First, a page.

TitleThe total microbiome functions in bacteria and fungi
Publication TypeJournal Article
Year of Publication2020
AuthorsStarke, R, Čapek, P, Morais, D, Callister, SJ, Jehmlich, N
JournalJournal of Proteomics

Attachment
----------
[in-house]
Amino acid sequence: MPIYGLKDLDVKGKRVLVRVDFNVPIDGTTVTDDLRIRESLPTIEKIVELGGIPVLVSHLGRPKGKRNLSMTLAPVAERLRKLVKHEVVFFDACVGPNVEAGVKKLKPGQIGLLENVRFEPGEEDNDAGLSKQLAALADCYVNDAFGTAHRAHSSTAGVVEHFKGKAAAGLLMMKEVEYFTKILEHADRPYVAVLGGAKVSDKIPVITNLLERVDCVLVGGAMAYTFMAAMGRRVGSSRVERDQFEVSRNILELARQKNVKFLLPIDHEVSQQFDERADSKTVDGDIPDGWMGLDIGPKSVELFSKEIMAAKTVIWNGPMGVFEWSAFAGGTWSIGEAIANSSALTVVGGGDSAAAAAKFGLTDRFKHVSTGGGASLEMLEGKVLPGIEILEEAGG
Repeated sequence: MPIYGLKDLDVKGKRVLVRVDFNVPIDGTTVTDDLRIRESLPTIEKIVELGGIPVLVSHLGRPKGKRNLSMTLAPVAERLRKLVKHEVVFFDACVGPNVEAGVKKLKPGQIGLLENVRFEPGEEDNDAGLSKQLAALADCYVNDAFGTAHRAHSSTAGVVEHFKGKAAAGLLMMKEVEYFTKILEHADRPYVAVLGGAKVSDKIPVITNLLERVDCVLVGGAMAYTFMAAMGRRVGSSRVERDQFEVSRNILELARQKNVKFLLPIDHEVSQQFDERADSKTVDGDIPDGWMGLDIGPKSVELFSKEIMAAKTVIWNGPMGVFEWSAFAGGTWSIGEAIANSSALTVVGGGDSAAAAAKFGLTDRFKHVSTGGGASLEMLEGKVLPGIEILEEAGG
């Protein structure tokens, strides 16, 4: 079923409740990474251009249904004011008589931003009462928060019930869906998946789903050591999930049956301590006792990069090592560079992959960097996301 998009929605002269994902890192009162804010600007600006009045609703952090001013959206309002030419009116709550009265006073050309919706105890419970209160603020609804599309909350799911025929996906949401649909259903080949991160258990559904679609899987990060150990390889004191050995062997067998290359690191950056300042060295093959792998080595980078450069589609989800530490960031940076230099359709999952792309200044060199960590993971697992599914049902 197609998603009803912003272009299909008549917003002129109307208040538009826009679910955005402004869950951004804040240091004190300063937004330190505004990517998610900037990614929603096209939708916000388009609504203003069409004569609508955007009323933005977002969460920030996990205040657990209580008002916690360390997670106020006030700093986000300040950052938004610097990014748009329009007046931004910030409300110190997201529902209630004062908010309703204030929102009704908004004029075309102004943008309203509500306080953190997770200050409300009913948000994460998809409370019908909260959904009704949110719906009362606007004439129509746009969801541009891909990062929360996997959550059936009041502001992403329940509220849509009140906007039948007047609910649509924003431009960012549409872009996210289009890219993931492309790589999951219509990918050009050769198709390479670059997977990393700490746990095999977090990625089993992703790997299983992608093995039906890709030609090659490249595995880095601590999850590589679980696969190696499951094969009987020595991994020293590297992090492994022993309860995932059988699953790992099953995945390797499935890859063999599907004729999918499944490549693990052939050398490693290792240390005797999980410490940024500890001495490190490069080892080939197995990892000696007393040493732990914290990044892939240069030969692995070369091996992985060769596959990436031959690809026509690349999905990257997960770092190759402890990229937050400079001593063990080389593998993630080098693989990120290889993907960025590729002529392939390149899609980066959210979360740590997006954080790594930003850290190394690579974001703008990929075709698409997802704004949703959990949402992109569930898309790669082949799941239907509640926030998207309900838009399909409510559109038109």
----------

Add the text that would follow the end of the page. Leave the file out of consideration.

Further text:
Unveiling the relationship between phylogeny and function of the microbiome is crucial to determine its con-tribution to ecosystem functioning. However, while there is a considerable amount of information on microbialphylogenetic diversity, our understanding of its relationship to functional diversity is still scarce. Here wepredicted the total microbiome functions of bacteria and fungi on Earth using the total known functions fromlevel 3 of KEGG Orthology by modelling the increase of functions with increasing diversity of bacteria or fungi.For bacteria and fungi, the unsaturated model described the data significantly better (for bothP< 2.2e-16),suggesting the presence of two types of functions. Widespread functions ubiquitous in every living organism thatmake up two thirds of our current knowledge of microbiome functions are separated from rare functions fromspecialised enzymes present in only a few species. Given previous estimates on species richness, we predicted aglobal total of 35.5 million functions in bacteria and 3.2 million in fungi; of which only 0.02% and 0.14% areknown today. Our approach highlights the necessity of novel and more sophisticated methods to unveil theentirety of rare functions to fully understand the involvement of the microbiome in ecosystem functioning.Significance:The functionality of and within a microbial community is generally inferred based on the taxo-nomic annotation of the organism. However, our understanding of functional diversity and how it relates totaxonomy is still limited. Here we predict the total microbiome functionality in bacteria and fungi on Earth usingknown and annotated protein-coding sequences in species accumulation curves. Our estimates reveal that themajority of functionality (> 99%) could be assigned to yet unknown and rare functions, highlighting that ourcurrent knowledge is incomplete and functional inference is thus lackluster